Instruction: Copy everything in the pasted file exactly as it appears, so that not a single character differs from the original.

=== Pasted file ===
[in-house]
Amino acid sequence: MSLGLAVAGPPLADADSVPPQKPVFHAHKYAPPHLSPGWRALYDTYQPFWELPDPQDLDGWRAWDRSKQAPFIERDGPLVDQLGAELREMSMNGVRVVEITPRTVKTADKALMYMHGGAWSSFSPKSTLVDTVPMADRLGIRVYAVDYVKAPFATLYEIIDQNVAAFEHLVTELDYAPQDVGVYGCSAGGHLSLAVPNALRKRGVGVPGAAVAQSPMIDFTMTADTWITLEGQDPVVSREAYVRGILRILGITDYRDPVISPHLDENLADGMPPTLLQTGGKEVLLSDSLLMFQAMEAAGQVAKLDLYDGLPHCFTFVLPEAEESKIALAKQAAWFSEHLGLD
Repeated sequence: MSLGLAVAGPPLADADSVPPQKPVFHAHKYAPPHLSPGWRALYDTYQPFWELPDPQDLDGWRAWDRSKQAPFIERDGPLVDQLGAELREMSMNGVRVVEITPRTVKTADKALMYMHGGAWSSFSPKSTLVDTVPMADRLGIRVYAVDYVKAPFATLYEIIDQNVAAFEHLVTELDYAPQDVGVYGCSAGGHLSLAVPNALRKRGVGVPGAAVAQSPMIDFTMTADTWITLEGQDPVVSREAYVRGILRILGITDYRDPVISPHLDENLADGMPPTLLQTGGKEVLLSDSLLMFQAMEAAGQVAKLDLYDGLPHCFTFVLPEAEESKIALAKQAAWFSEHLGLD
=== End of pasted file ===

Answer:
[in-house]
Amino acid sequence: MSLGLAVAGPPLADADSVPPQKPVFHAHKYAPPHLSPGWRALYDTYQPFWELPDPQDLDGWRAWDRSKQAPFIERDGPLVDQLGAELREMSMNGVRVVEITPRTVKTADKALMYMHGGAWSSFSPKSTLVDTVPMADRLGIRVYAVDYVKAPFATLYEIIDQNVAAFEHLVTELDYAPQDVGVYGCSAGGHLSLAVPNALRKRGVGVPGAAVAQSPMIDFTMTADTWITLEGQDPVVSREAYVRGILRILGITDYRDPVISPHLDENLADGMPPTLLQTGGKEVLLSDSLLMFQAMEAAGQVAKLDLYDGLPHCFTFVLPEAEESKIALAKQAAWFSEHLGLD
Repeated sequence: MSLGLAVAGPPLADADSVPPQKPVFHAHKYAPPHLSPGWRALYDTYQPFWELPDPQDLDGWRAWDRSKQAPFIERDGPLVDQLGAELREMSMNGVRVVEITPRTVKTADKALMYMHGGAWSSFSPKSTLVDTVPMADRLGIRVYAVDYVKAPFATLYEIIDQNVAAFEHLVTELDYAPQDVGVYGCSAGGHLSLAVPNALRKRGVGVPGAAVAQSPMIDFTMTADTWITLEGQDPVVSREAYVRGILRILGITDYRDPVISPHLDENLADGMPPTLLQTGGKEVLLSDSLLMFQAMEAAGQVAKLDLYDGLPHCFTFVLPEAEESKIALAKQAAWFSEHLGLD